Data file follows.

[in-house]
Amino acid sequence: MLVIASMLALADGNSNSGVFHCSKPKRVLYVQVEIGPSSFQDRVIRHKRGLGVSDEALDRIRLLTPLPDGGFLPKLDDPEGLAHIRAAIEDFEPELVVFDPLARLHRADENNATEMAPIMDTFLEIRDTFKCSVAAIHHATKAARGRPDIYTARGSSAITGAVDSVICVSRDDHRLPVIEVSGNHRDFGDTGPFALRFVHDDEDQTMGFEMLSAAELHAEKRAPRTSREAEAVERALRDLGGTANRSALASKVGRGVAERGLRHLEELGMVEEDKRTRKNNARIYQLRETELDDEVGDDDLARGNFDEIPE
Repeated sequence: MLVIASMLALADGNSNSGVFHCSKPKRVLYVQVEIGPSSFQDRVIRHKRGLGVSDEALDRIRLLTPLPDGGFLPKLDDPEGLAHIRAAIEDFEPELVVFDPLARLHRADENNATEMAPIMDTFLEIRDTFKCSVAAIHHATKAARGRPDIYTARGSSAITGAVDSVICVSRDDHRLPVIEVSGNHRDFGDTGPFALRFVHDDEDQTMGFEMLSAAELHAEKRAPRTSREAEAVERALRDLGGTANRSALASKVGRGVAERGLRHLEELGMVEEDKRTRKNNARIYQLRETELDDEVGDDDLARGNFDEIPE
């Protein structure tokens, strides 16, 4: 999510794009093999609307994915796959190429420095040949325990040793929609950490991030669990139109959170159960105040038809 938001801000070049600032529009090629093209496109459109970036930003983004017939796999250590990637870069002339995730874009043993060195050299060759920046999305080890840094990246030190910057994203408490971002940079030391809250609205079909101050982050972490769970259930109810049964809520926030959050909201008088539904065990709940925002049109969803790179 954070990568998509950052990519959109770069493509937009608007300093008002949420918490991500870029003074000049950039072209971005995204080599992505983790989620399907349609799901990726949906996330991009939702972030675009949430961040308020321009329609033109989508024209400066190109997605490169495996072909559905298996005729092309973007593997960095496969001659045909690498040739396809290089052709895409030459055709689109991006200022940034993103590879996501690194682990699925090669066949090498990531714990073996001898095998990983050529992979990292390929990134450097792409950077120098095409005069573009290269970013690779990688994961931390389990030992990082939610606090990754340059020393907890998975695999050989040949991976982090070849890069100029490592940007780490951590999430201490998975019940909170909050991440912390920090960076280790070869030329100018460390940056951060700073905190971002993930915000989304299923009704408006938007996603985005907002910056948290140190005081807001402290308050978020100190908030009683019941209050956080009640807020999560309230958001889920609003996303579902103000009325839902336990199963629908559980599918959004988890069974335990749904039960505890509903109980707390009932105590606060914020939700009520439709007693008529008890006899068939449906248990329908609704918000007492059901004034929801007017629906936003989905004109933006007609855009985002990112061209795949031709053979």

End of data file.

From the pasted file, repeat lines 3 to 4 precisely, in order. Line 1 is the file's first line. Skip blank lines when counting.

Repeated sequence: MLVIASMLALADGNSNSGVFHCSKPKRVLYVQVEIGPSSFQDRVIRHKRGLGVSDEALDRIRLLTPLPDGGFLPKLDDPEGLAHIRAAIEDFEPELVVFDPLARLHRADENNATEMAPIMDTFLEIRDTFKCSVAAIHHATKAARGRPDIYTARGSSAITGAVDSVICVSRDDHRLPVIEVSGNHRDFGDTGPFALRFVHDDEDQTMGFEMLSAAELHAEKRAPRTSREAEAVERALRDLGGTANRSALASKVGRGVAERGLRHLEELGMVEEDKRTRKNNARIYQLRETELDDEVGDDDLARGNFDEIPE
């Protein structure tokens, strides 16, 4: 999510794009093999609307994915796959190429420095040949325990040793929609950490991030669990139109959170159960105040038809 938001801000070049600032529009090629093209496109459109970036930003983004017939796999250590990637870069002339995730874009043993060195050299060759920046999305080890840094990246030190910057994203408490971002940079030391809250609205079909101050982050972490769970259930109810049964809520926030959050909201008088539904065990709940925002049109969803790179 954070990568998509950052990519959109770069493509937009608007300093008002949420918490991500870029003074000049950039072209971005995204080599992505983790989620399907349609799901990726949906996330991009939702972030675009949430961040308020321009329609033109989508024209400066190109997605490169495996072909559905298996005729092309973007593997960095496969001659045909690498040739396809290089052709895409030459055709689109991006200022940034993103590879996501690194682990699925090669066949090498990531714990073996001898095998990983050529992979990292390929990134450097792409950077120098095409005069573009290269970013690779990688994961931390389990030992990082939610606090990754340059020393907890998975695999050989040949991976982090070849890069100029490592940007780490951590999430201490998975019940909170909050991440912390920090960076280790070869030329100018460390940056951060700073905190971002993930915000989304299923009704408006938007996603985005907002910056948290140190005081807001402290308050978020100190908030009683019941209050956080009640807020999560309230958001889920609003996303579902103000009325839902336990199963629908559980599918959004988890069974335990749904039960505890509903109980707390009932105590606060914020939700009520439709007693008529008890006899068939449906248990329908609704918000007492059901004034929801007017629906936003989905004109933006007609855009985002990112061209795949031709053979």